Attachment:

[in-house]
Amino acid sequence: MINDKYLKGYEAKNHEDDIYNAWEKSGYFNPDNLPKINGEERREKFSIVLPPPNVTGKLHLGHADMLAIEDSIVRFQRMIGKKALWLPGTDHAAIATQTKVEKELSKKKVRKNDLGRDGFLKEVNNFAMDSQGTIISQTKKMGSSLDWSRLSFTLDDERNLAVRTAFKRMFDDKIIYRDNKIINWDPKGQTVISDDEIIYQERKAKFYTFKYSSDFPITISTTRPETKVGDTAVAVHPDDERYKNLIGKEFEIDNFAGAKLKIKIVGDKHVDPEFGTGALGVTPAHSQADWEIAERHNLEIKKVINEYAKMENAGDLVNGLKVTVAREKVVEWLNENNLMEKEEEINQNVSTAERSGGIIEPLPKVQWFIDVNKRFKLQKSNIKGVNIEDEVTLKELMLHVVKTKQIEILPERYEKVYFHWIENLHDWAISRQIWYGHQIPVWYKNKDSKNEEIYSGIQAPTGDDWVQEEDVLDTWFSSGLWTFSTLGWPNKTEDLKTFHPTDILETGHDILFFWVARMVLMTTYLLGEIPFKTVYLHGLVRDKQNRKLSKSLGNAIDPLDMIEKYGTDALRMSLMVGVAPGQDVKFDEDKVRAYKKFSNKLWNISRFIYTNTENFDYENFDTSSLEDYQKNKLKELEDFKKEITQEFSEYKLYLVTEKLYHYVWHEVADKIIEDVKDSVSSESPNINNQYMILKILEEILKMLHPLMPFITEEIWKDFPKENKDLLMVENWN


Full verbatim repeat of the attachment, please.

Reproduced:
[in-house]
Amino acid sequence: MINDKYLKGYEAKNHEDDIYNAWEKSGYFNPDNLPKINGEERREKFSIVLPPPNVTGKLHLGHADMLAIEDSIVRFQRMIGKKALWLPGTDHAAIATQTKVEKELSKKKVRKNDLGRDGFLKEVNNFAMDSQGTIISQTKKMGSSLDWSRLSFTLDDERNLAVRTAFKRMFDDKIIYRDNKIINWDPKGQTVISDDEIIYQERKAKFYTFKYSSDFPITISTTRPETKVGDTAVAVHPDDERYKNLIGKEFEIDNFAGAKLKIKIVGDKHVDPEFGTGALGVTPAHSQADWEIAERHNLEIKKVINEYAKMENAGDLVNGLKVTVAREKVVEWLNENNLMEKEEEINQNVSTAERSGGIIEPLPKVQWFIDVNKRFKLQKSNIKGVNIEDEVTLKELMLHVVKTKQIEILPERYEKVYFHWIENLHDWAISRQIWYGHQIPVWYKNKDSKNEEIYSGIQAPTGDDWVQEEDVLDTWFSSGLWTFSTLGWPNKTEDLKTFHPTDILETGHDILFFWVARMVLMTTYLLGEIPFKTVYLHGLVRDKQNRKLSKSLGNAIDPLDMIEKYGTDALRMSLMVGVAPGQDVKFDEDKVRAYKKFSNKLWNISRFIYTNTENFDYENFDTSSLEDYQKNKLKELEDFKKEITQEFSEYKLYLVTEKLYHYVWHEVADKIIEDVKDSVSSESPNINNQYMILKILEEILKMLHPLMPFITEEIWKDFPKENKDLLMVENWN